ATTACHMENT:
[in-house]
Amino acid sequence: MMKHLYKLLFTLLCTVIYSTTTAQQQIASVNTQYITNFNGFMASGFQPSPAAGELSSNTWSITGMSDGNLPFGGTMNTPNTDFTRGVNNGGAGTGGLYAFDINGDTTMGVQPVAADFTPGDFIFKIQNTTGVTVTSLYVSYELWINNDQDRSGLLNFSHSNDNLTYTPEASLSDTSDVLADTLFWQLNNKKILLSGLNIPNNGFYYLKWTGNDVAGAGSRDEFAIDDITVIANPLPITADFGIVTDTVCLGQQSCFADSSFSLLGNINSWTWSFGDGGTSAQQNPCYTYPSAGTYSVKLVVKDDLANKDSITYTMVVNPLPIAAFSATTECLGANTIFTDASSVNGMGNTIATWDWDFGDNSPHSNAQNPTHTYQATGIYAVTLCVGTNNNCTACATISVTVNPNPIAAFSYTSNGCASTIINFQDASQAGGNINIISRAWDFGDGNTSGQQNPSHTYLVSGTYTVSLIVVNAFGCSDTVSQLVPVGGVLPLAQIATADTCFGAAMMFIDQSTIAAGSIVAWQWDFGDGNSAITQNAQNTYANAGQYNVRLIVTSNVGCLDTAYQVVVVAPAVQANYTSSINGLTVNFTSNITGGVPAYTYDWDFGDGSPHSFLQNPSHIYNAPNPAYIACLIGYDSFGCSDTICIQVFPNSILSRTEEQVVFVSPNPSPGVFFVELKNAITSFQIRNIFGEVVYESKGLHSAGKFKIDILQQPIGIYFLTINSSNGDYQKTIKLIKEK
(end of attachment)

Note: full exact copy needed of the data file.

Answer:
[in-house]
Amino acid sequence: MMKHLYKLLFTLLCTVIYSTTTAQQQIASVNTQYITNFNGFMASGFQPSPAAGELSSNTWSITGMSDGNLPFGGTMNTPNTDFTRGVNNGGAGTGGLYAFDINGDTTMGVQPVAADFTPGDFIFKIQNTTGVTVTSLYVSYELWINNDQDRSGLLNFSHSNDNLTYTPEASLSDTSDVLADTLFWQLNNKKILLSGLNIPNNGFYYLKWTGNDVAGAGSRDEFAIDDITVIANPLPITADFGIVTDTVCLGQQSCFADSSFSLLGNINSWTWSFGDGGTSAQQNPCYTYPSAGTYSVKLVVKDDLANKDSITYTMVVNPLPIAAFSATTECLGANTIFTDASSVNGMGNTIATWDWDFGDNSPHSNAQNPTHTYQATGIYAVTLCVGTNNNCTACATISVTVNPNPIAAFSYTSNGCASTIINFQDASQAGGNINIISRAWDFGDGNTSGQQNPSHTYLVSGTYTVSLIVVNAFGCSDTVSQLVPVGGVLPLAQIATADTCFGAAMMFIDQSTIAAGSIVAWQWDFGDGNSAITQNAQNTYANAGQYNVRLIVTSNVGCLDTAYQVVVVAPAVQANYTSSINGLTVNFTSNITGGVPAYTYDWDFGDGSPHSFLQNPSHIYNAPNPAYIACLIGYDSFGCSDTICIQVFPNSILSRTEEQVVFVSPNPSPGVFFVELKNAITSFQIRNIFGEVVYESKGLHSAGKFKIDILQQPIGIYFLTINSSNGDYQKTIKLIKEK